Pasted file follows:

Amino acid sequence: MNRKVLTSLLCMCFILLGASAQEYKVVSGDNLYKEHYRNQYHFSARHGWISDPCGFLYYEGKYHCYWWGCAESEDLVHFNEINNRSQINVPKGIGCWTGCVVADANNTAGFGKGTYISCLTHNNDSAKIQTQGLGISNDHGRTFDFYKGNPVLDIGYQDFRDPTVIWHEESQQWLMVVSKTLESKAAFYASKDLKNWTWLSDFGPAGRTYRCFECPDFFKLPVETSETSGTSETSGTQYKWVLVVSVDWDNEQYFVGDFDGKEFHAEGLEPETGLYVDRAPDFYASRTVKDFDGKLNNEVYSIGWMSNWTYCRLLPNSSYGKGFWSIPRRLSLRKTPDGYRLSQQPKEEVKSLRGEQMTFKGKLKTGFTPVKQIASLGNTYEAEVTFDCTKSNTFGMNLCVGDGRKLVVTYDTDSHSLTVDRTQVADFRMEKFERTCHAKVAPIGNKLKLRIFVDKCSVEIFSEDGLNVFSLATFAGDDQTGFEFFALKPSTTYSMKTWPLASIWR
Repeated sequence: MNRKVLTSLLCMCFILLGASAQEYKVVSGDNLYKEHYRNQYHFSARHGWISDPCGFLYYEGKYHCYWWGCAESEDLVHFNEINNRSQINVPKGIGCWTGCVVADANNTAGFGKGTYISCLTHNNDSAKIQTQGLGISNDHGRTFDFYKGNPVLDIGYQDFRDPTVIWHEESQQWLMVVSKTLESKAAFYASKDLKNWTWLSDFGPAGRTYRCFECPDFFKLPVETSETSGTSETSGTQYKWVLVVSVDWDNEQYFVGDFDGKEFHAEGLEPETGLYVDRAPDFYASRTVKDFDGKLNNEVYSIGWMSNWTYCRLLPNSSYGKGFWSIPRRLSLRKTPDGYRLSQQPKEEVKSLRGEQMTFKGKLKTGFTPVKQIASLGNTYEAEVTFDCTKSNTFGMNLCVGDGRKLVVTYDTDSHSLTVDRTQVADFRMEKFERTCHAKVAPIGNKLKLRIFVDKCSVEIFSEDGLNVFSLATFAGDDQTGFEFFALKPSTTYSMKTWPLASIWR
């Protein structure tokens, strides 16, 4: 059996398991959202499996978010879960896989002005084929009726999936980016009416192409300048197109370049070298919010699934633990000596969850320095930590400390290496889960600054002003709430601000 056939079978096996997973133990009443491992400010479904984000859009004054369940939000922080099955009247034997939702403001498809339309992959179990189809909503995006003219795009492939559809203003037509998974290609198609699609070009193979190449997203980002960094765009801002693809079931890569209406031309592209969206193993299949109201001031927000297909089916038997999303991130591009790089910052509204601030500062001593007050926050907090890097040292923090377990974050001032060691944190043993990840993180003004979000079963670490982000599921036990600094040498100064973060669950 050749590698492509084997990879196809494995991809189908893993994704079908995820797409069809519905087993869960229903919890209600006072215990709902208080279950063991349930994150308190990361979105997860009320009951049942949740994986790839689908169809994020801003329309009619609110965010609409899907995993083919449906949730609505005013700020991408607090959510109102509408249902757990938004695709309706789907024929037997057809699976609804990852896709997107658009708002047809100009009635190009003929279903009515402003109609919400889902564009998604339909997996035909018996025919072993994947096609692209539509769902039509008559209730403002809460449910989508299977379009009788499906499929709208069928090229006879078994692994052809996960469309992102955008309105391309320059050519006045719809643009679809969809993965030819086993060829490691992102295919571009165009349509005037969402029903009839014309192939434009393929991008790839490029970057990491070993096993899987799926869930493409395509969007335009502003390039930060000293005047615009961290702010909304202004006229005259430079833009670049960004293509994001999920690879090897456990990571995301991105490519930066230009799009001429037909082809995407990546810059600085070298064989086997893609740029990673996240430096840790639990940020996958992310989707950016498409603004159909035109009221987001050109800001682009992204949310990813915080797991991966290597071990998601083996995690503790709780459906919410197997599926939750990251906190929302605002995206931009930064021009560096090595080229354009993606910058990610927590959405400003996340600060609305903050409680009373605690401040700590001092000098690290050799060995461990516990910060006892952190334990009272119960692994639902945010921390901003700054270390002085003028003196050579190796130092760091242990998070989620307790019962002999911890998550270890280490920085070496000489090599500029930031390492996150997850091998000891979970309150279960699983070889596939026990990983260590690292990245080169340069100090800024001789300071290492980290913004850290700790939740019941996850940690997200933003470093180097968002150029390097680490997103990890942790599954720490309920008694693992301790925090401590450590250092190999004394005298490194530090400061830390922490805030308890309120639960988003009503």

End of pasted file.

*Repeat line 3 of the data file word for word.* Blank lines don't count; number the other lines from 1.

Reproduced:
């Protein structure tokens, strides 16, 4: 059996398991959202499996978010879960896989002005084929009726999936980016009416192409300048197109370049070298919010699934633990000596969850320095930590400390290496889960600054002003709430601000 056939079978096996997973133990009443491992400010479904984000859009004054369940939000922080099955009247034997939702403001498809339309992959179990189809909503995006003219795009492939559809203003037509998974290609198609699609070009193979190449997203980002960094765009801002693809079931890569209406031309592209969206193993299949109201001031927000297909089916038997999303991130591009790089910052509204601030500062001593007050926050907090890097040292923090377990974050001032060691944190043993990840993180003004979000079963670490982000599921036990600094040498100064973060669950 050749590698492509084997990879196809494995991809189908893993994704079908995820797409069809519905087993869960229903919890209600006072215990709902208080279950063991349930994150308190990361979105997860009320009951049942949740994986790839689908169809994020801003329309009619609110965010609409899907995993083919449906949730609505005013700020991408607090959510109102509408249902757990938004695709309706789907024929037997057809699976609804990852896709997107658009708002047809100009009635190009003929279903009515402003109609919400889902564009998604339909997996035909018996025919072993994947096609692209539509769902039509008559209730403002809460449910989508299977379009009788499906499929709208069928090229006879078994692994052809996960469309992102955008309105391309320059050519006045719809643009679809969809993965030819086993060829490691992102295919571009165009349509005037969402029903009839014309192939434009393929991008790839490029970057990491070993096993899987799926869930493409395509969007335009502003390039930060000293005047615009961290702010909304202004006229005259430079833009670049960004293509994001999920690879090897456990990571995301991105490519930066230009799009001429037909082809995407990546810059600085070298064989086997893609740029990673996240430096840790639990940020996958992310989707950016498409603004159909035109009221987001050109800001682009992204949310990813915080797991991966290597071990998601083996995690503790709780459906919410197997599926939750990251906190929302605002995206931009930064021009560096090595080229354009993606910058990610927590959405400003996340600060609305903050409680009373605690401040700590001092000098690290050799060995461990516990910060006892952190334990009272119960692994639902945010921390901003700054270390002085003028003196050579190796130092760091242990998070989620307790019962002999911890998550270890280490920085070496000489090599500029930031390492996150997850091998000891979970309150279960699983070889596939026990990983260590690292990245080169340069100090800024001789300071290492980290913004850290700790939740019941996850940690997200933003470093180097968002150029390097680490997103990890942790599954720490309920008694693992301790925090401590450590250092190999004394005298490194530090400061830390922490805030308890309120639960988003009503």